Yury Luzhkov, the former Moscow mayor, will testify tomorrow in a criminal case relating to Bank of Moscow, the recipient of Russia’s biggest-ever bailout, his lawyer Genri Reznik said.
Luzhkov is a witness in a case involving the city government’s purchase of a stake in Bank of Moscow in 2009 for about 15 billion rubles ($492 million), the Interior Ministry said in an e-mailed statement on Oct. 27.
Luzhkov, fired last year after almost two decades in power, was summoned to testify after he criticized President Dmitry Medvedev and his office. Sergei Naryshkin, Medvedev’s chief of staff, on Oct. 26 said that Luzhkov was fired for inefficient management and corruption allowed by him and his entourage, RIA Novosti reported.
ZAO Premier Estate, a property company, colluded with Bank of Moscow employees to fraudulently receive a loan of more than 12 billion rubles that ended up in a bank account of ZAO Inteco, then belonging to Luzhkov’s wife, Yelena Baturina, according to investigators.
Before the loan agreement, the Moscow government decided to buy a stake in the bank for 15 billion rubles, of which about 13 billion rubles was used as a loan to Premier Estate, investigators said.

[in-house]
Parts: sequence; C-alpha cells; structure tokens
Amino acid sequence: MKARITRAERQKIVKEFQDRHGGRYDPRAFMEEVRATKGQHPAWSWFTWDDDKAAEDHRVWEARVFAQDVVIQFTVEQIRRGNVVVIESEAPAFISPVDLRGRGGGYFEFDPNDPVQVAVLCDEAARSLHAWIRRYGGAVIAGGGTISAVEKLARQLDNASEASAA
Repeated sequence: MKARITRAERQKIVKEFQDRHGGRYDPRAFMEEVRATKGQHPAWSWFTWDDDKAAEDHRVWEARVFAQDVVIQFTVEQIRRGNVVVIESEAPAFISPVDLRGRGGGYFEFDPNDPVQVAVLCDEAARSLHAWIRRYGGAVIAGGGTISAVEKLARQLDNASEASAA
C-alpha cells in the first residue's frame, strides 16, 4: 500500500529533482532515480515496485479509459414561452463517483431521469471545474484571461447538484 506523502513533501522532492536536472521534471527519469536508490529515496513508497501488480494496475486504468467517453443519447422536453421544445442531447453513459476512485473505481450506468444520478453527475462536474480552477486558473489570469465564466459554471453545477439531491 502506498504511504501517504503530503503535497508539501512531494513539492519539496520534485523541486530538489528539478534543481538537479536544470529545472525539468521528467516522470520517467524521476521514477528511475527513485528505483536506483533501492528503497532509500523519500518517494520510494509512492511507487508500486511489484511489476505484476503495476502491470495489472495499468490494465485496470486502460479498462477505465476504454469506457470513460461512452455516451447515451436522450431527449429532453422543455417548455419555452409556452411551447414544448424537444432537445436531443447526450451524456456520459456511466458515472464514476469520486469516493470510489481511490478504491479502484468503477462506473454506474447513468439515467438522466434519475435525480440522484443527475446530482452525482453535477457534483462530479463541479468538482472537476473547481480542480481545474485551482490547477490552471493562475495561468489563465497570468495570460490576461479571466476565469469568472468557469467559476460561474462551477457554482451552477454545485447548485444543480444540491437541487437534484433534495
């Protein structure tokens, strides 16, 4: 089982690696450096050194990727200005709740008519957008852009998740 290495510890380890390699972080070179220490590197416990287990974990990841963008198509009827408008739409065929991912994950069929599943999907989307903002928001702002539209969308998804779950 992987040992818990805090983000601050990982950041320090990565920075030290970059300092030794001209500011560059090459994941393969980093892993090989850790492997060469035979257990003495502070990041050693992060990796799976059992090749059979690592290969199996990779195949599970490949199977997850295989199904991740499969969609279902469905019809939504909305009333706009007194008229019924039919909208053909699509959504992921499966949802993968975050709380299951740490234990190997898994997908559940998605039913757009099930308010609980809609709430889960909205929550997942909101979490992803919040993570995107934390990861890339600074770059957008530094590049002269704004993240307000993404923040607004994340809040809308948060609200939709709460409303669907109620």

Luzhkov and Baturina have denied wrongdoing. Baturina, who became Russia’s richest woman during her husband’s 18-year stewardship of Europe’s largest city, said Sept. 28 in an e-mailed statement that she sold a land plot to Premier Estate for 12.6 billion rubles in May 2009, leading to the transfer of the funds to her account.
Baturina has ignored repeated summons to testify as a witness, claiming she was abroad, investigators said in an Oct. 28 statement. Investigators are ready to involve Interpol and turn for legal assistance to relevant agencies in the United Kingdom and Austria if Baturina fails to appear, they said.
Luzhkov’s questioning over Bank of Moscow and criticism from Kremlin officials is a reaction to his comments in an interview with Radio Free Europe’s Russian service where he said that Medvedev has demonstrated his incapacity to resolve the country’s issues and will be “a very weak” premier, Luzhkov told Izvestia newspaper Oct. 26.
Russian Prime Minister Vladimir Putin announced Sept. 24 that he plans to return to the Kremlin next May by swapping jobs with his successor, Medvedev, potentially giving him another 12 years in power.
“My rights as a citizen, who worked honestly and against whom such complaints cannot be made, are being violated,” Luzhkov told the Izvestia daily. “They are being made by authorities that are taking revenge and are persecuting a citizen for political motives.”